As visual creatures, we rely heavily on our ability to see, more importantly as marksman we are required to positively identify our target(s). How does stress interfere with our abilities to see and should you be worried?
Object of Your Affection
I have had discussions over the years with students who confuse seeing their sights with a fixated gaze to seeing “through” their sights to the target. In truth, they are the same. Mechanically there is no difference, it is more what the brain’s focus at that moment. For as long as I have been shooting I have noticed subtle differences in my sight picture. Excluding times where environmental conditions were responsible and focusing on what I would reference as common conditions. I have observed the main differences is really what my brain chooses to focus on at that moment and most of the time it was relegated to what it determined was the most important focal plane.
I can still recall the face of my long-time swim buddy when I asked him “do you see your sights when pulling the trigger?” It was as if I had a third eye on my forehead. Through some dialogue, I discovered I was doing it “wrong”. Or was I? I was already shooting in the top percentile of an already ridiculously talented gene pool. Was I wrong for getting my hits in a more unconventional manner. If the results were what mattered, who cares. Generally, I fell back on the old expression of “let the situation dictate”. It has been my central thought process for so many activities. Rather than try to force something, go with it, let the situation unfold and guide you towards what you need to do.
The Middle Ground
For me to completely trust this process I had to expend countless hours and ammunition perfecting a hard focus on my sight system. It was challenging because there were times my brain didn’t want to focus on the sights. I found a middle ground that I drilled over and over. No matter the situation, when presenting to the target I would force myself to at a minimum look through the sights. What I discovered was it no longer mattered. My mechanical superiority of psychically presenting the gun with the intention of aligning the sights was fluid enough sometimes I saw the sights clearly and other times I can remember looking through them. The mistake some folks make is looking over them; which will cause point of impact issues. You need to be disciplined every time you mount the pistol you are going for the sights. Let everything else work itself out from there.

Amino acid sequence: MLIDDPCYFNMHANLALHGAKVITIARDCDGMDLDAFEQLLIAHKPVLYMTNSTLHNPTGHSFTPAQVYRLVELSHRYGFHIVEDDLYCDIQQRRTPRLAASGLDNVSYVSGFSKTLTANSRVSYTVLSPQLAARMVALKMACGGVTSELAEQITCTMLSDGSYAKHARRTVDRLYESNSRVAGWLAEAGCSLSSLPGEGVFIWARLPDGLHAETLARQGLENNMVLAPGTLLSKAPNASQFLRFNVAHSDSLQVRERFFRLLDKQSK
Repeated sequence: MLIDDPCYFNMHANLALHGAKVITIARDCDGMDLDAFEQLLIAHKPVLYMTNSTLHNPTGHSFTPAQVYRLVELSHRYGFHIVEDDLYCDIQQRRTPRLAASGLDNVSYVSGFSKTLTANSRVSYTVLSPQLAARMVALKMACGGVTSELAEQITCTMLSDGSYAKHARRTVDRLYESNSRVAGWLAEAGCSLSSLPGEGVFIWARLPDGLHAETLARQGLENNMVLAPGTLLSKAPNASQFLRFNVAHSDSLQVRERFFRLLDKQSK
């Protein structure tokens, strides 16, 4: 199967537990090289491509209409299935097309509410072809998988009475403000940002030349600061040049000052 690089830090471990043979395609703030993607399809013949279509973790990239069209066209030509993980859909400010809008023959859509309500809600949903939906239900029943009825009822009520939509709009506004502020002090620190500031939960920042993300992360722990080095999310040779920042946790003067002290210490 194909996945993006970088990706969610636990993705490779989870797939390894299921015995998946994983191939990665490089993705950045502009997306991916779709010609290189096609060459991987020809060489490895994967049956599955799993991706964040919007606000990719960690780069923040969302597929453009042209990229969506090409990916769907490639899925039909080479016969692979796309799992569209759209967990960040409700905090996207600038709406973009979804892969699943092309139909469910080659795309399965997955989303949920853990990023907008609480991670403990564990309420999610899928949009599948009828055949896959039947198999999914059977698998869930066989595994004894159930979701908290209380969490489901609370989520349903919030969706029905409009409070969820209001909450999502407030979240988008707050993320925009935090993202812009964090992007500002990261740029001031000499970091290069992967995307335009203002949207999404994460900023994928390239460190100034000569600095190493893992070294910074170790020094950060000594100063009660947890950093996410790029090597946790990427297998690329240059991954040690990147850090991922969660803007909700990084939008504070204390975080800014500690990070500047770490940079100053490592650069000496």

Embrace the New Reality
Does it always work? As my vision deteriorates with age I am starting to see some new challenges. Add to the situation doing a large majority of my shooting at an indoor range with artificial lighting and it gets even more complex. Indoors I typically see through my sights because the lighting condition coupled with my eye sight elicits a different response. Now, if I were to step right outside suddenly that front sight post is as big as a fence post. I am enjoying these new challenges, I don’t find them as frustrating as I originally thought. My marksmanship fundamentals have never been keener, my vision holds me back. But, there are those times when I am under pressure for whatever reason and it is impressive to see what I need to see to make the hit. I believe the reason has to do with the marksmanship standards I hold myself and everyone I come into contact with in our classes. The standards create the atmosphere to truly evaluate your technique helping to reinforce the neural pathways for a flawless presentation.
There is a lot more to this subject than what a single blog can afford, expect to see some follow-ups. In the meantime, trust your skill level to flawlessly align the sights the let the situation dictate.